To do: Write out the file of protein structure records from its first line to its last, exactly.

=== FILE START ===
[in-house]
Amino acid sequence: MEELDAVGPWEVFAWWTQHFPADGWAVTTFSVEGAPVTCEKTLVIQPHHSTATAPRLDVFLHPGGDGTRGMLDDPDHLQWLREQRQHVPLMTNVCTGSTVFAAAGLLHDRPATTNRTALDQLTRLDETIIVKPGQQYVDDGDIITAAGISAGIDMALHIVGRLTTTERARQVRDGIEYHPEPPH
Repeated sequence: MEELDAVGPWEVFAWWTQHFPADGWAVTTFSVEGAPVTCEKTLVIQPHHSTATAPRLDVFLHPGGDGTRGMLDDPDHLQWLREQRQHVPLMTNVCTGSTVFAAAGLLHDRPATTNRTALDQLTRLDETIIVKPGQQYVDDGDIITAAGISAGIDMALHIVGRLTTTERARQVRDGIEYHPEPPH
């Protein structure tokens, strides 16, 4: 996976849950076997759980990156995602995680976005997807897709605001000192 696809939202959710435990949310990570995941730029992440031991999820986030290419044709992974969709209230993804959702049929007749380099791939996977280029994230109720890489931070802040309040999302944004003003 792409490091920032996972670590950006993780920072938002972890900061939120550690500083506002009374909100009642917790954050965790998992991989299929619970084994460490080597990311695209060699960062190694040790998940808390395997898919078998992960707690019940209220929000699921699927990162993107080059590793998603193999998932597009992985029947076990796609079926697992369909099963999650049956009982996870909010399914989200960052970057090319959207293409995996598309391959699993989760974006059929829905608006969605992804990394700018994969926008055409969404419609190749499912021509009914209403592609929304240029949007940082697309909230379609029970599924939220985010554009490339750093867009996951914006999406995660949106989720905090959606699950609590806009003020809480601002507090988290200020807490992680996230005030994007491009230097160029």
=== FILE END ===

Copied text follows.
[in-house]
Amino acid sequence: MEELDAVGPWEVFAWWTQHFPADGWAVTTFSVEGAPVTCEKTLVIQPHHSTATAPRLDVFLHPGGDGTRGMLDDPDHLQWLREQRQHVPLMTNVCTGSTVFAAAGLLHDRPATTNRTALDQLTRLDETIIVKPGQQYVDDGDIITAAGISAGIDMALHIVGRLTTTERARQVRDGIEYHPEPPH
Repeated sequence: MEELDAVGPWEVFAWWTQHFPADGWAVTTFSVEGAPVTCEKTLVIQPHHSTATAPRLDVFLHPGGDGTRGMLDDPDHLQWLREQRQHVPLMTNVCTGSTVFAAAGLLHDRPATTNRTALDQLTRLDETIIVKPGQQYVDDGDIITAAGISAGIDMALHIVGRLTTTERARQVRDGIEYHPEPPH
């Protein structure tokens, strides 16, 4: 996976849950076997759980990156995602995680976005997807897709605001000192 696809939202959710435990949310990570995941730029992440031991999820986030290419044709992974969709209230993804959702049929007749380099791939996977280029994230109720890489931070802040309040999302944004003003 792409490091920032996972670590950006993780920072938002972890900061939120550690500083506002009374909100009642917790954050965790998992991989299929619970084994460490080597990311695209060699960062190694040790998940808390395997898919078998992960707690019940209220929000699921699927990162993107080059590793998603193999998932597009992985029947076990796609079926697992369909099963999650049956009982996870909010399914989200960052970057090319959207293409995996598309391959699993989760974006059929829905608006969605992804990394700018994969926008055409969404419609190749499912021509009914209403592609929304240029949007940082697309909230379609029970599924939220985010554009490339750093867009996951914006999406995660949106989720905090959606699950609590806009003020809480601002507090988290200020807490992680996230005030994007491009230097160029």